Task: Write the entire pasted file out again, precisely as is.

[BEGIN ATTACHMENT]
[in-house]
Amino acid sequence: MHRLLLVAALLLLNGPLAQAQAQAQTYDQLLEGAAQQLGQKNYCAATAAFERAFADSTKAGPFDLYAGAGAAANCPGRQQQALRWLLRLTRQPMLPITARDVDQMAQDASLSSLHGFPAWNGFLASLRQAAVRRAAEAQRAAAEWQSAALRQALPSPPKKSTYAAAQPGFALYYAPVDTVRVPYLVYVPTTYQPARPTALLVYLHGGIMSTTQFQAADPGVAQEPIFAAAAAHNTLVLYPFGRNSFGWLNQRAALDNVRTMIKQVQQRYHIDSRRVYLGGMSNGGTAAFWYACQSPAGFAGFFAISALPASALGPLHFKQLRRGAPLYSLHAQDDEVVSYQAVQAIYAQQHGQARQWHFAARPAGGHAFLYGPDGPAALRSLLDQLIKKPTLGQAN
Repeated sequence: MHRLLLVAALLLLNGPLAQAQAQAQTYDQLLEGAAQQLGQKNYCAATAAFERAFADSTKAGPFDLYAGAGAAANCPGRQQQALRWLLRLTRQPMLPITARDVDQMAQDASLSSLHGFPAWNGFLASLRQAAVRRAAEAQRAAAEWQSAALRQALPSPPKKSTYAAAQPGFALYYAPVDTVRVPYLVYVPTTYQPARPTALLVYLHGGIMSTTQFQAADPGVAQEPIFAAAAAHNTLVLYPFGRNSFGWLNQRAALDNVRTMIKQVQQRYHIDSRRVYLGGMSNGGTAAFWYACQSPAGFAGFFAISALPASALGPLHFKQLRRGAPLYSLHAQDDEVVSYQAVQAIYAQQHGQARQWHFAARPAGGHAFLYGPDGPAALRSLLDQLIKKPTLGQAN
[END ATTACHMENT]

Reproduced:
[in-house]
Amino acid sequence: MHRLLLVAALLLLNGPLAQAQAQAQTYDQLLEGAAQQLGQKNYCAATAAFERAFADSTKAGPFDLYAGAGAAANCPGRQQQALRWLLRLTRQPMLPITARDVDQMAQDASLSSLHGFPAWNGFLASLRQAAVRRAAEAQRAAAEWQSAALRQALPSPPKKSTYAAAQPGFALYYAPVDTVRVPYLVYVPTTYQPARPTALLVYLHGGIMSTTQFQAADPGVAQEPIFAAAAAHNTLVLYPFGRNSFGWLNQRAALDNVRTMIKQVQQRYHIDSRRVYLGGMSNGGTAAFWYACQSPAGFAGFFAISALPASALGPLHFKQLRRGAPLYSLHAQDDEVVSYQAVQAIYAQQHGQARQWHFAARPAGGHAFLYGPDGPAALRSLLDQLIKKPTLGQAN
Repeated sequence: MHRLLLVAALLLLNGPLAQAQAQAQTYDQLLEGAAQQLGQKNYCAATAAFERAFADSTKAGPFDLYAGAGAAANCPGRQQQALRWLLRLTRQPMLPITARDVDQMAQDASLSSLHGFPAWNGFLASLRQAAVRRAAEAQRAAAEWQSAALRQALPSPPKKSTYAAAQPGFALYYAPVDTVRVPYLVYVPTTYQPARPTALLVYLHGGIMSTTQFQAADPGVAQEPIFAAAAAHNTLVLYPFGRNSFGWLNQRAALDNVRTMIKQVQQRYHIDSRRVYLGGMSNGGTAAFWYACQSPAGFAGFFAISALPASALGPLHFKQLRRGAPLYSLHAQDDEVVSYQAVQAIYAQQHGQARQWHFAARPAGGHAFLYGPDGPAALRSLLDQLIKKPTLGQAN